2
votes
3answers
68 views

Is there a word that describes people capable of picking up an accent by hearing?

A friend of mind told me about his accent teacher who picked up his accent (for a specific sentence) just after few times she heard him saying it, so I wonder if there is a word that describes this ...
3
votes
2answers
76 views

Is there a verb that means to write in calligraphy?

There are several different verbs that deal with handwriting. Write, Handwrite, sketch, draw... then there is Type, key-in... etc. Is there a verb that means to write in calligraphy? I have thought ...
0
votes
1answer
35 views

Pronouncing 'Going' in UK English

How to pronounce 'going' in UK english? As per phonetics 'go' is pronounced as 'go-v' So when we add 'ing' whether we have to pronounce it 'go-v-ing'or just 'going'?
3
votes
4answers
64 views

To make something become rare

Is there a (formal register) verb meaning "to make something become rare"? In context, I would like to say "The new software will make instances/situations where you have to manually update database ...
0
votes
1answer
15 views

Past perfect and simple perfect difference

This is an excerpt from a newspaper. In September 2014 the Delhi high court had restrained the institute from using words like...... Why are we using "had" here.. Can we use past indefinite?
0
votes
1answer
22 views

simple present instead of simple past

I heard this sentence in "The Vicar of Dibley"(S01E01): He come second in the marrow-growing contest in 1956. Why does he use simple present instead of simple past?
1
vote
4answers
66 views

Another term for oxymorons

What is the term for an incongruous phrase like domestic violence, where the word "domestic" softens or alters the meaning of "violence", or Big Brother, which is not literally an oxymoron but is so ...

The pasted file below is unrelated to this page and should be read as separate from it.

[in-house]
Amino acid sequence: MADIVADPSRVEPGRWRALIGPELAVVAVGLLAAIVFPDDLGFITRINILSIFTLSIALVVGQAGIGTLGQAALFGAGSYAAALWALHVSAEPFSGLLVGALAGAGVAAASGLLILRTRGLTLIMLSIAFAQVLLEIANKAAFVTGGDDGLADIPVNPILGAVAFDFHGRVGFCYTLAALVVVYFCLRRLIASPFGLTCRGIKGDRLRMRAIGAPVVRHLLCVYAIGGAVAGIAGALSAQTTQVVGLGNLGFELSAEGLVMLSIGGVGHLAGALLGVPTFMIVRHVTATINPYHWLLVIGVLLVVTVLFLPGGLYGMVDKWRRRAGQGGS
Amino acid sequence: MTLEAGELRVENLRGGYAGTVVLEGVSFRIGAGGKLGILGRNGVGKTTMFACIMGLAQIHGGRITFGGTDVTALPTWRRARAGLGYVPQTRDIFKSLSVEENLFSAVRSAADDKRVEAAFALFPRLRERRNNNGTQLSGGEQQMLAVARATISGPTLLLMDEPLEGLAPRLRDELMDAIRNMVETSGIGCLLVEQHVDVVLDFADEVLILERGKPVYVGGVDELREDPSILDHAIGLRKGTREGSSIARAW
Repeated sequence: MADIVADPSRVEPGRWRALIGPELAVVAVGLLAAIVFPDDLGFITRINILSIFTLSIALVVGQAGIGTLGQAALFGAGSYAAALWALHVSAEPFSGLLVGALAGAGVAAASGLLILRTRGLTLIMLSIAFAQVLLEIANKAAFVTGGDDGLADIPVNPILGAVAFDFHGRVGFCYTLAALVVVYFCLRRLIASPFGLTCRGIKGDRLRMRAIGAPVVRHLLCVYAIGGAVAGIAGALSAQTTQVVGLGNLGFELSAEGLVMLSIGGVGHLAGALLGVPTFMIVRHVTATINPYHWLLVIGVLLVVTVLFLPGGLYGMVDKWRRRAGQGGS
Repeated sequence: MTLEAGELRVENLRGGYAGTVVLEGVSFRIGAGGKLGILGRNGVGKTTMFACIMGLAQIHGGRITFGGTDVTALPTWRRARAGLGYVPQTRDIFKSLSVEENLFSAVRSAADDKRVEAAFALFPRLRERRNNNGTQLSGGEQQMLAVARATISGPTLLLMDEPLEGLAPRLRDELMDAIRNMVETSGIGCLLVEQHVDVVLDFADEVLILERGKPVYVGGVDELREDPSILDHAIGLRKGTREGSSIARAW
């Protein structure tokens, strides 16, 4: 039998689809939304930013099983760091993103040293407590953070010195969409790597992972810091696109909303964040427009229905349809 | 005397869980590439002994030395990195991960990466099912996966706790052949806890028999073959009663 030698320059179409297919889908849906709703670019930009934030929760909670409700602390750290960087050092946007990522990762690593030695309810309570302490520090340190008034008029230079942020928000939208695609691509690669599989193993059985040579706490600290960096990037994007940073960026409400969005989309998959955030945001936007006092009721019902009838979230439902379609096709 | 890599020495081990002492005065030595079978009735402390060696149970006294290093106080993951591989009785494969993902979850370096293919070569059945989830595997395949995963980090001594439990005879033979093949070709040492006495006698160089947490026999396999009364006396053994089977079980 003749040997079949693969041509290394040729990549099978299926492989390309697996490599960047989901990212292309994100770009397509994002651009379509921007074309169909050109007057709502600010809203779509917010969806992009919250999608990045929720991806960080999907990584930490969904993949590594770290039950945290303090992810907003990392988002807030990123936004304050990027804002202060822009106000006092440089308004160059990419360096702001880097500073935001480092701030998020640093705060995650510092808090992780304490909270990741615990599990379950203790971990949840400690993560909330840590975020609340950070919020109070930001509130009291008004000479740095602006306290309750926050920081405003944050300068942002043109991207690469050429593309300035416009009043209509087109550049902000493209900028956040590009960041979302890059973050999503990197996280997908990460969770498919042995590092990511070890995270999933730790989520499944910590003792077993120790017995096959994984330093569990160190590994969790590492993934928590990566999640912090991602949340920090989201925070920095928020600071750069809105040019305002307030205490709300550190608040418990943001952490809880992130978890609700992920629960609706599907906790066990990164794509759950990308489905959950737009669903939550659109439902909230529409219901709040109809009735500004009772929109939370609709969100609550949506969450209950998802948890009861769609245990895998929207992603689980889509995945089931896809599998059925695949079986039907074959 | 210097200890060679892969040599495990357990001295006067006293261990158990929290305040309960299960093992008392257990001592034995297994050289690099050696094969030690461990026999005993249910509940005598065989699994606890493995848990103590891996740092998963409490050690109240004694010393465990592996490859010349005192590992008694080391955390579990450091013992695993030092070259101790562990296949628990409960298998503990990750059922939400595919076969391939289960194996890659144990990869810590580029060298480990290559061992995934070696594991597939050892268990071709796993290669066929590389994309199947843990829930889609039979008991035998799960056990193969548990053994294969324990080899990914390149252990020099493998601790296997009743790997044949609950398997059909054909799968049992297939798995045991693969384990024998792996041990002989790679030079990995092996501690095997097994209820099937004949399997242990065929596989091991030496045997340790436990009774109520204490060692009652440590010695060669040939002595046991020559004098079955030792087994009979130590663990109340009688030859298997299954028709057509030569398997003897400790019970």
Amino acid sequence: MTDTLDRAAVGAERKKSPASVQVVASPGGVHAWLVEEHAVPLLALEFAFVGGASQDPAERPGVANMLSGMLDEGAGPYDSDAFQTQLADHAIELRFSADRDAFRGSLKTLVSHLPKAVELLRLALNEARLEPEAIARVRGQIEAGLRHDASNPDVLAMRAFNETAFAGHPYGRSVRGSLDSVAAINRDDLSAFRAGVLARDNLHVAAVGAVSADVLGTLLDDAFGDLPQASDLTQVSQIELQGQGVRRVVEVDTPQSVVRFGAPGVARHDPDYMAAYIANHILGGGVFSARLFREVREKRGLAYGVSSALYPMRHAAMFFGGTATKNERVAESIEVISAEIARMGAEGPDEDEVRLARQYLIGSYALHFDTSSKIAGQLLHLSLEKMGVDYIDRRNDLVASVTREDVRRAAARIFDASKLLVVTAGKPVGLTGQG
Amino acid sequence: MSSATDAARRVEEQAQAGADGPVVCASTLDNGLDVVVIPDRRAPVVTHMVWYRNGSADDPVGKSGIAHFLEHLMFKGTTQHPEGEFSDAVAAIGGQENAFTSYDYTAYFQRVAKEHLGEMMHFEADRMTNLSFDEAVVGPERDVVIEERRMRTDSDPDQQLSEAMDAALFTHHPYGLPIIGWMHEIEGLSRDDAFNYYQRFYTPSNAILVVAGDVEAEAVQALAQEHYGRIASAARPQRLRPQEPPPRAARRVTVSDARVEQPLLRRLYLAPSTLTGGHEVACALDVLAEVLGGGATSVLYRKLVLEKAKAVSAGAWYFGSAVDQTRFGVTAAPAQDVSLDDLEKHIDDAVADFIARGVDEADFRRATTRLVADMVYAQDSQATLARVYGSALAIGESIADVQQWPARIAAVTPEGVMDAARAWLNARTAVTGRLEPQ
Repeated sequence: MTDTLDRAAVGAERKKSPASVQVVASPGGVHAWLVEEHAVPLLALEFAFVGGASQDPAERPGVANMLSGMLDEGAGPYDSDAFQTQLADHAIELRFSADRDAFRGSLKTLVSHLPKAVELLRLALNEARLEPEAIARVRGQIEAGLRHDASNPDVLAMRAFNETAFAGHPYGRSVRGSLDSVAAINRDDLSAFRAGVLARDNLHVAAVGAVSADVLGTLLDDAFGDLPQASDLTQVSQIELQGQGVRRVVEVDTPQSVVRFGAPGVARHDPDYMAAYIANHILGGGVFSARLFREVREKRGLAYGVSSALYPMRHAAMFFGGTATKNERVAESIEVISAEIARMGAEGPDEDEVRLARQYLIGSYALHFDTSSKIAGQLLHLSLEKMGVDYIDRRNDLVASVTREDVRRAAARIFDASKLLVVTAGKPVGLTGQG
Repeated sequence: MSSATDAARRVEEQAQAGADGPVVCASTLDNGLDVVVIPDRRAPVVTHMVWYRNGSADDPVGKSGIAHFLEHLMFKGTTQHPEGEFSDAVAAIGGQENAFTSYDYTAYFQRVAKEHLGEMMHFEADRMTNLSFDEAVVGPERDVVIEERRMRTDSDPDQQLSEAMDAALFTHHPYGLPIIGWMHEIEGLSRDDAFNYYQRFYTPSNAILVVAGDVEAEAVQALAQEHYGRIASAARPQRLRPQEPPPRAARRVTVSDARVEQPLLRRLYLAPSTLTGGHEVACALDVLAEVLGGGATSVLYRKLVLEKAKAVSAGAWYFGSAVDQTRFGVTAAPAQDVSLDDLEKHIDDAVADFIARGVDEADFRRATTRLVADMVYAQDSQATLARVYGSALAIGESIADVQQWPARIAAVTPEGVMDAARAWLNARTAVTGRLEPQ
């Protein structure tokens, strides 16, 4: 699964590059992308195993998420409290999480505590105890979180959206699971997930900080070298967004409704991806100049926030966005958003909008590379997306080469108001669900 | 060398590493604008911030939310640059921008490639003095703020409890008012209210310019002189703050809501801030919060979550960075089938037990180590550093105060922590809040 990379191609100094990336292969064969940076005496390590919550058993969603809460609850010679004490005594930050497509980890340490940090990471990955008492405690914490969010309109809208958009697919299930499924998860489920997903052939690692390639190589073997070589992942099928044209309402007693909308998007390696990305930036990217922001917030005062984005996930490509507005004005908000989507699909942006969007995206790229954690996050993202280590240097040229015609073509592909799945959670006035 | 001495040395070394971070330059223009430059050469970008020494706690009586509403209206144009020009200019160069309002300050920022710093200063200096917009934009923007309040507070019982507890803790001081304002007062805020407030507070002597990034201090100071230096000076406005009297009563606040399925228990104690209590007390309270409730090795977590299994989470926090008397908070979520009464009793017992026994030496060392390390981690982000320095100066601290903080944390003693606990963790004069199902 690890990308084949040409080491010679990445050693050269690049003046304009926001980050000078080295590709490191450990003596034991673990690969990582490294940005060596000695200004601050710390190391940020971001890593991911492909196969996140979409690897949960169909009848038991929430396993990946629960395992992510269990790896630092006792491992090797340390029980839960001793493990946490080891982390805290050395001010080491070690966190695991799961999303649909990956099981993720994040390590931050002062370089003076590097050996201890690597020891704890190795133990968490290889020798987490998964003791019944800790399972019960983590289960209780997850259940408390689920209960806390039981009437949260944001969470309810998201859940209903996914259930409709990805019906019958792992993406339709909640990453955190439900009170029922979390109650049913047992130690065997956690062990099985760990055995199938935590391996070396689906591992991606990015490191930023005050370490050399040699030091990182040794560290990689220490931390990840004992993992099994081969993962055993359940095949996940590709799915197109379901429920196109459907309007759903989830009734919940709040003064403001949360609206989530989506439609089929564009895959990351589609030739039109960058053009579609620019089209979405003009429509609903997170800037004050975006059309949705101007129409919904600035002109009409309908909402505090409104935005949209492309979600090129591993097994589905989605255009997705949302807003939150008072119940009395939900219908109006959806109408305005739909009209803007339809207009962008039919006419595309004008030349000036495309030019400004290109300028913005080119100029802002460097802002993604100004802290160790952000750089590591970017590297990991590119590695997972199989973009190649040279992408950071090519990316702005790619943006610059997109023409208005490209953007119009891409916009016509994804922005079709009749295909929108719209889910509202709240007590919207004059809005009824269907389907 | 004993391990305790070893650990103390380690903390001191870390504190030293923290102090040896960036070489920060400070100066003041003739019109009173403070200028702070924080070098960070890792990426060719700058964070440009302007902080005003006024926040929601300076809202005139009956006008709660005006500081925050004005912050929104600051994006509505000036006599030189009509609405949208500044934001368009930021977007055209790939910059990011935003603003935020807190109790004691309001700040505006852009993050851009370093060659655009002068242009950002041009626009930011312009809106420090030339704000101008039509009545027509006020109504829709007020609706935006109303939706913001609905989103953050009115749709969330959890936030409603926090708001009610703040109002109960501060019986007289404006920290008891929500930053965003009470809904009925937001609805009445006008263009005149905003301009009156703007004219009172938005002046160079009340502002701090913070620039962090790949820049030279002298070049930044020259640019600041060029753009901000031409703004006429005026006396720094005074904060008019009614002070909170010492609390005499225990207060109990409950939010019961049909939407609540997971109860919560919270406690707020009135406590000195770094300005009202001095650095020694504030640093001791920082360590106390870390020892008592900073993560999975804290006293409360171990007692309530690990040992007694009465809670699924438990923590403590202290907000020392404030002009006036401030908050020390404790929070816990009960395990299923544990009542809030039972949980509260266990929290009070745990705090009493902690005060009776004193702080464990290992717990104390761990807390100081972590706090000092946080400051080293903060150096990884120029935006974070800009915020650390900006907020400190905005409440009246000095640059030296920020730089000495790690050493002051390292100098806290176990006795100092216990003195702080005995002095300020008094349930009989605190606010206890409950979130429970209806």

0
votes
2answers
25 views

Active to Passive Voice

The girl arranged the flowers in the vase beautifully. (1) The flowers in the vase were beautifully arranged by the girl. (2) The flowers were beautifully arranged in the vase by the girl. Which ...
1
vote
1answer
36 views

What word describes a self -created word/expression with an intuitive meaning?

Otherwise, the Court says, there would be no qualified individuals on federal Exchanges, contradicting (for example) the provision requiring every Exchange to take the "'interests of qualified ...
1
vote
0answers
39 views

Why did English writers formerly capitalize so many words?

Or, I guess it could be worded, since when and why was it counted as part of a formal writing style to capitalize many general nouns? (After all, it's not German ...) This is also a trend in legal ...
1
vote
3answers
14 views

Binding of adjectives to two consequtive nouns

Lets say I have a phrase a valid geometry pointer (which might be a little technical but the focus is on adjectives and nouns). How does the word valid bind to geometry pointer? Does it mean a (valid ...
1
vote
0answers
25 views

Pure Applesauce: What does it mean and when/how was it created?

I could find out what jiggery–pokery means (dishonest or suspicious activity), but what does "pure applesauce" mean? And when, where, by whom, and how was this expression created? Context: ...
1
vote
1answer
23 views

What is 'understanding' involving learning?

It appears the word "understanding" is nebulous when used in an educational setting. What's the most rigorous definition you've found for "understanding" when used for learning? Background: Every ...
2
votes
2answers
23 views

Saxon genitive of a plural noun

I've recently encountered this message: "Invalid arguments' number". My brain has immediately corrected it to "Invalid number of arguments", but this got me thinking about the nuances of using the ...
1
vote
1answer
18 views

“treating the interference as noise” or “treating interference as noise”?

Which one is the proper term to use when talking about interference in wireless networks "treating the interference as noise" or "treating interference as noise"? We I check google scholars the ...
2
votes
0answers
28 views

Difference of “I am just an ABC” vs “I am but a XYZ”

As far as I (non-native speaker) can tell, these two sentences have the same meaning: I'm just a humble merchant I'm but a humble merchant However I wonder if there is some subtle ...
-1
votes
3answers
39 views

“He” or “him” in these kind of sentences

While pointing at someone That's him swimming. or That' he swimming.
0
votes
1answer
26 views